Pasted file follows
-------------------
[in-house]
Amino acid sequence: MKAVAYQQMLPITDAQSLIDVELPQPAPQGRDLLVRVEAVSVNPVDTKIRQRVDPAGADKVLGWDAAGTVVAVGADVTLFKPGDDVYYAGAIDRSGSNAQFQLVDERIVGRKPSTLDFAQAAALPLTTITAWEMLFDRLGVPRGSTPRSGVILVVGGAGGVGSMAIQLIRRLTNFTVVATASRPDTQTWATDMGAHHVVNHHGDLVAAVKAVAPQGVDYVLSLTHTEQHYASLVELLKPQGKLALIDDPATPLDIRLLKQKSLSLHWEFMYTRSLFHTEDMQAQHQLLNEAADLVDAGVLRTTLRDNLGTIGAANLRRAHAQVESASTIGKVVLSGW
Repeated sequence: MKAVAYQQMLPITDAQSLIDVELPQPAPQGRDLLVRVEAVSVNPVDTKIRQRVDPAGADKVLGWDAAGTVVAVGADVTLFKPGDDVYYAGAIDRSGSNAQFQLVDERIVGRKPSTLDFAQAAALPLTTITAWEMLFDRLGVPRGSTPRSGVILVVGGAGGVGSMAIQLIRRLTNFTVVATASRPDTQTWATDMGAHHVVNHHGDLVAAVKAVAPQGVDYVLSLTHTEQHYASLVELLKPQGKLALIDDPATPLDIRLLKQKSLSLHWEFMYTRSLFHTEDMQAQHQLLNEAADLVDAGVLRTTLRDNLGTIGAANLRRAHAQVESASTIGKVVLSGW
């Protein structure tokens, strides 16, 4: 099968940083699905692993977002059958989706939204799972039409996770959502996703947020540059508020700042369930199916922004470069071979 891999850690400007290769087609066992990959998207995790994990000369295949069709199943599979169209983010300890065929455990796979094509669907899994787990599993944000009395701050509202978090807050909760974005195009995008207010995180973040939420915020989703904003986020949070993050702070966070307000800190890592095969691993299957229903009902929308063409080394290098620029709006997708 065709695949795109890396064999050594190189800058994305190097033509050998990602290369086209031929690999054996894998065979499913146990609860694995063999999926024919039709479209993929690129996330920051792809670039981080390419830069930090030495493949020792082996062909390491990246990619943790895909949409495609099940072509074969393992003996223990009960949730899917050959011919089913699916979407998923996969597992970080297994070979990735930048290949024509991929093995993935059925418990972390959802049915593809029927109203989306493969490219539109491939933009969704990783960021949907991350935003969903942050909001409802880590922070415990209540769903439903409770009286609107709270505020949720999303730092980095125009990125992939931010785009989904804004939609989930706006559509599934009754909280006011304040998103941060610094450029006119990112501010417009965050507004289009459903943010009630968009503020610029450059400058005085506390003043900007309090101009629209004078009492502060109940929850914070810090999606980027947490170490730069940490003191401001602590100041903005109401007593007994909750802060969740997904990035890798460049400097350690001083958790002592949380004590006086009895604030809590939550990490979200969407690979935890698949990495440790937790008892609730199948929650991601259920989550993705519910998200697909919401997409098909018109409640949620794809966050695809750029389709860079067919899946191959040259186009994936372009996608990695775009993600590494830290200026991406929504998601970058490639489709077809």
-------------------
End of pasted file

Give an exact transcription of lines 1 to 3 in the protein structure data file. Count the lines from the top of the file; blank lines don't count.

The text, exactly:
[in-house]
Amino acid sequence: MKAVAYQQMLPITDAQSLIDVELPQPAPQGRDLLVRVEAVSVNPVDTKIRQRVDPAGADKVLGWDAAGTVVAVGADVTLFKPGDDVYYAGAIDRSGSNAQFQLVDERIVGRKPSTLDFAQAAALPLTTITAWEMLFDRLGVPRGSTPRSGVILVVGGAGGVGSMAIQLIRRLTNFTVVATASRPDTQTWATDMGAHHVVNHHGDLVAAVKAVAPQGVDYVLSLTHTEQHYASLVELLKPQGKLALIDDPATPLDIRLLKQKSLSLHWEFMYTRSLFHTEDMQAQHQLLNEAADLVDAGVLRTTLRDNLGTIGAANLRRAHAQVESASTIGKVVLSGW
Repeated sequence: MKAVAYQQMLPITDAQSLIDVELPQPAPQGRDLLVRVEAVSVNPVDTKIRQRVDPAGADKVLGWDAAGTVVAVGADVTLFKPGDDVYYAGAIDRSGSNAQFQLVDERIVGRKPSTLDFAQAAALPLTTITAWEMLFDRLGVPRGSTPRSGVILVVGGAGGVGSMAIQLIRRLTNFTVVATASRPDTQTWATDMGAHHVVNHHGDLVAAVKAVAPQGVDYVLSLTHTEQHYASLVELLKPQGKLALIDDPATPLDIRLLKQKSLSLHWEFMYTRSLFHTEDMQAQHQLLNEAADLVDAGVLRTTLRDNLGTIGAANLRRAHAQVESASTIGKVVLSGW